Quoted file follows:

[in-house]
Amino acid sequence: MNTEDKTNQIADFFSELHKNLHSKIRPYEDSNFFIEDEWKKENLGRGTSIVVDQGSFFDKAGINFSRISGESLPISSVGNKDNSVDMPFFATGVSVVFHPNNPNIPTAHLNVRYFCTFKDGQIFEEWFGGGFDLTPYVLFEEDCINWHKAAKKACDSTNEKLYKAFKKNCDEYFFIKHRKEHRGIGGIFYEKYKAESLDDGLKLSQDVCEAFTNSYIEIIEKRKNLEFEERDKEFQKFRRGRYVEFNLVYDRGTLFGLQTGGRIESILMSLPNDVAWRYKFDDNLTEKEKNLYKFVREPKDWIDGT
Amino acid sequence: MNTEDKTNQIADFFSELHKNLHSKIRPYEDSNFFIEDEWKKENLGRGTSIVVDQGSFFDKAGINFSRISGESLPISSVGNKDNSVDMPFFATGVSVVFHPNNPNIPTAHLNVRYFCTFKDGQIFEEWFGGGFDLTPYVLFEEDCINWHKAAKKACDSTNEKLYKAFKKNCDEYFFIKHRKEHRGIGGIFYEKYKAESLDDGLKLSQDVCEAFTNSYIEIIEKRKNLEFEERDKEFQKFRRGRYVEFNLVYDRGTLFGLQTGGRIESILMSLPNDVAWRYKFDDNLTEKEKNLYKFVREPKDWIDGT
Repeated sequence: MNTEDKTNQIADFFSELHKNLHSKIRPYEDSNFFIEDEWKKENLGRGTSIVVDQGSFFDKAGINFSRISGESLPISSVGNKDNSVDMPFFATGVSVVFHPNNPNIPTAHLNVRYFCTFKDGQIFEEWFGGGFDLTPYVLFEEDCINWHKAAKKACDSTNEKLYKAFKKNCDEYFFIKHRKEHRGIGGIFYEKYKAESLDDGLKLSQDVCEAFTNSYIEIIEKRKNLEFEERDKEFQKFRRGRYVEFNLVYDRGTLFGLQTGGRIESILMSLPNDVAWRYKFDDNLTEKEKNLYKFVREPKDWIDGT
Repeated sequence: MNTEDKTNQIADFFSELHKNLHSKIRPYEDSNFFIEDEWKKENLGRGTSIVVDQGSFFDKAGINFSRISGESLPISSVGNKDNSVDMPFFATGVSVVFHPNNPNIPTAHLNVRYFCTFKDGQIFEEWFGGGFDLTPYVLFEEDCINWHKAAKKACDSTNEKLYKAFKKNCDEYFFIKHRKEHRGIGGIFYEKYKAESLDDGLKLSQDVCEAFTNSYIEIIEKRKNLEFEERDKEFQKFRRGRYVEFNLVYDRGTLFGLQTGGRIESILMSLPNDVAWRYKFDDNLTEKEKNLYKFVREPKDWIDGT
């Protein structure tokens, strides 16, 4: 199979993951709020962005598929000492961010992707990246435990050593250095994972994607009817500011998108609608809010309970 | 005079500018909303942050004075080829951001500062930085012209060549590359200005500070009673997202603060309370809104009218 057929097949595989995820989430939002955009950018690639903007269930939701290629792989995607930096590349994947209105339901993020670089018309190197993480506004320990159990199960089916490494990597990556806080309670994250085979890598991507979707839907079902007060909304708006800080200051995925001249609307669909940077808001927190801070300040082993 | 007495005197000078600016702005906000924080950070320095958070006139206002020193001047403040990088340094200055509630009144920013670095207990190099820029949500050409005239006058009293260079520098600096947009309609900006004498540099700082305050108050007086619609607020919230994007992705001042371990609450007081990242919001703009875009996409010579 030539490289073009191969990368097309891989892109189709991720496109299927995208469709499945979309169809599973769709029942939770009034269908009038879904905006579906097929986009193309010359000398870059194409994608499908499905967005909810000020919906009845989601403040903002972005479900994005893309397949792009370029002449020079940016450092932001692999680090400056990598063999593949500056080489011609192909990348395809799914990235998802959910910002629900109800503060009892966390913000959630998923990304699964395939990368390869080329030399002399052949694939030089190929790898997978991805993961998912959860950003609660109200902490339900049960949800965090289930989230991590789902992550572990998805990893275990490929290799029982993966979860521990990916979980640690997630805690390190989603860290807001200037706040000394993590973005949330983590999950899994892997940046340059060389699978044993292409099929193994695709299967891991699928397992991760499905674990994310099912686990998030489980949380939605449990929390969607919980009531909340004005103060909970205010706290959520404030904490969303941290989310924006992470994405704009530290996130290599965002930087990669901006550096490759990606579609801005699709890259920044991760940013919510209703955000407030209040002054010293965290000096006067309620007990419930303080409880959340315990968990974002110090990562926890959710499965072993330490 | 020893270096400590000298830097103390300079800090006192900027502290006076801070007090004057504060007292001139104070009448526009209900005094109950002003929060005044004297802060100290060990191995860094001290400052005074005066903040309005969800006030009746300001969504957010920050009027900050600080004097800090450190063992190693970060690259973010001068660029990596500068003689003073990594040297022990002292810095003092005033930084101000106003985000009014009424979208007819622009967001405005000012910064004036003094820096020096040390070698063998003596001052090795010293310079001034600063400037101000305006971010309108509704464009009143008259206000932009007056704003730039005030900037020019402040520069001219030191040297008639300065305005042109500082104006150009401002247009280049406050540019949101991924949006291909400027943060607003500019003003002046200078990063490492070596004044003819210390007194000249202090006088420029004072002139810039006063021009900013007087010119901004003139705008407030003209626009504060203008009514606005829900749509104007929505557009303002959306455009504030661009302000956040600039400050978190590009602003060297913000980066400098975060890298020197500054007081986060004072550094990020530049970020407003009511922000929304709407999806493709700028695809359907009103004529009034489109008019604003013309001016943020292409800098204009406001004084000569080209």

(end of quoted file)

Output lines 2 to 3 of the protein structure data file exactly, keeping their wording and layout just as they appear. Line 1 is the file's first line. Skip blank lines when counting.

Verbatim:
Amino acid sequence: MNTEDKTNQIADFFSELHKNLHSKIRPYEDSNFFIEDEWKKENLGRGTSIVVDQGSFFDKAGINFSRISGESLPISSVGNKDNSVDMPFFATGVSVVFHPNNPNIPTAHLNVRYFCTFKDGQIFEEWFGGGFDLTPYVLFEEDCINWHKAAKKACDSTNEKLYKAFKKNCDEYFFIKHRKEHRGIGGIFYEKYKAESLDDGLKLSQDVCEAFTNSYIEIIEKRKNLEFEERDKEFQKFRRGRYVEFNLVYDRGTLFGLQTGGRIESILMSLPNDVAWRYKFDDNLTEKEKNLYKFVREPKDWIDGT
Amino acid sequence: MNTEDKTNQIADFFSELHKNLHSKIRPYEDSNFFIEDEWKKENLGRGTSIVVDQGSFFDKAGINFSRISGESLPISSVGNKDNSVDMPFFATGVSVVFHPNNPNIPTAHLNVRYFCTFKDGQIFEEWFGGGFDLTPYVLFEEDCINWHKAAKKACDSTNEKLYKAFKKNCDEYFFIKHRKEHRGIGGIFYEKYKAESLDDGLKLSQDVCEAFTNSYIEIIEKRKNLEFEERDKEFQKFRRGRYVEFNLVYDRGTLFGLQTGGRIESILMSLPNDVAWRYKFDDNLTEKEKNLYKFVREPKDWIDGT